Targeted Capacity Building: The Key to Unlocking Maximum Social Impact
Thursday, 3rd May 2018 at 8:22 am
Maximising social impact requires a shift towards long-term funding, and more focused capacity building, writes Gillian Turnbull from Social Ventures Australia.
Philanthropic funders are increasingly asking how they can optimise the impact they can have on the organisations they support.
It’s the right question to be asking; but the answer will differ depending on the organisation you are seeking to support. Every organisation will have different priority needs depending on where they are in their impact journey. There are no one-size fits all solutions.
Funders and supporters can provide real value by working closely with organisations and communities to understand what will help scale their impact, and providing tailored funding that meets these needs.
An approach that focuses on long-term, holistic capacity building – that equips organisations with the skills they themselves have identified as important – will be most likely to enable them to optimise their impact in a sustainable way.
This requires flexibility. You may have set aside budget to work with an organisation on a specific area but realise their needs lie elsewhere. It’s important to recognise where the biggest capacity gaps are and adapt accordingly.
One area where capacity building efforts are most often targeted is around outcomes. An outcomes mindset is important because it helps both funders and organisations understand how they are making a difference. However, for many of the organisations we work with at SVA, particularly smaller social purpose organisations, outcomes reporting can present some significant challenges that go beyond knowing “how” to report on outcomes.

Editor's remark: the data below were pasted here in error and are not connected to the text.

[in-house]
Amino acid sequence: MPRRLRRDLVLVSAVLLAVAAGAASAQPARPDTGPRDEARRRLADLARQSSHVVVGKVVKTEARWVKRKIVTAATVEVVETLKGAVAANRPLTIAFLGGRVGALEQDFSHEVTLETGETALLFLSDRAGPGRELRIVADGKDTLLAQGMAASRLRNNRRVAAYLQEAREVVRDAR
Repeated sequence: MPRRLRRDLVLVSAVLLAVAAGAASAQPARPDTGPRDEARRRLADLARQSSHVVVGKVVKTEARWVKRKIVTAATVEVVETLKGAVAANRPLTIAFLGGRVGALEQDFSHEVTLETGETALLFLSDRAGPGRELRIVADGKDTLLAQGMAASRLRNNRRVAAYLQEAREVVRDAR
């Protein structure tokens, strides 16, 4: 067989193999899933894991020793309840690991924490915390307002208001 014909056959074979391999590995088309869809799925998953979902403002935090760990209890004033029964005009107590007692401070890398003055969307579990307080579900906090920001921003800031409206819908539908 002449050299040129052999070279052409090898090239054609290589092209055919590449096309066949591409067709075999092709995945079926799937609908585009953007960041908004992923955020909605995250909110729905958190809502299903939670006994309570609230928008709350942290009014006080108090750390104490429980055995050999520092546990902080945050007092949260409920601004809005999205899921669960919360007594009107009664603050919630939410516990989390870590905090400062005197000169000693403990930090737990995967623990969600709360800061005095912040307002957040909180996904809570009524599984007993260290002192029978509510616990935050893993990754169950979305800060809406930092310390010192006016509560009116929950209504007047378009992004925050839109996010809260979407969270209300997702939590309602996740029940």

During a recent panel discussion at an SVA Venture Philanthropy Impact Series event in Perth, Marnin Studio manager Caris Pepper highlighted that what is being measured is often very sensitive.
Marnin Studio is an arts and therapeutic studio operating out of the Marninwarntikura Women’s Resource Centre in Fitzroy Crossing. It helps local women artisans turn the things they love into projects that provide a source of income and enable skills transfer and healing.
For Marnin Studio, measuring outcomes means understanding trauma. So, their challenge is not just what to measure, but also how to measure it in a way that does not intrude upon the lives of the women who attend the studio.
Funders need to be mindful of these complexities when they speak to organisations about the types of outcomes they are achieving and how to go about measuring them.
Another area that has become apparent to me through SVA’s experience working in partnership with social purpose organisations big and small, is that for organisations to have an impact that is sustainable and relevant requires strong leadership, collaboration and the involvement of the community.
While organisations will always have different priorities and needs – there is one that is common to them all. Time. Achieving social outcomes in a complex environment requires a long-term approach with flexibility around timelines to adapt to changes within the community.
A lot of pressure is being placed on organisations when they are unable to access long-term funding to help them take a long-term strategic approach to their work.
In order to maximise the social impact of these organisations and those who fund them, a shift towards long-term funding, and more focused capacity building is required.
About the author: Gillian Turnbull is a director on the consulting team at Social Ventures Australia (SVA).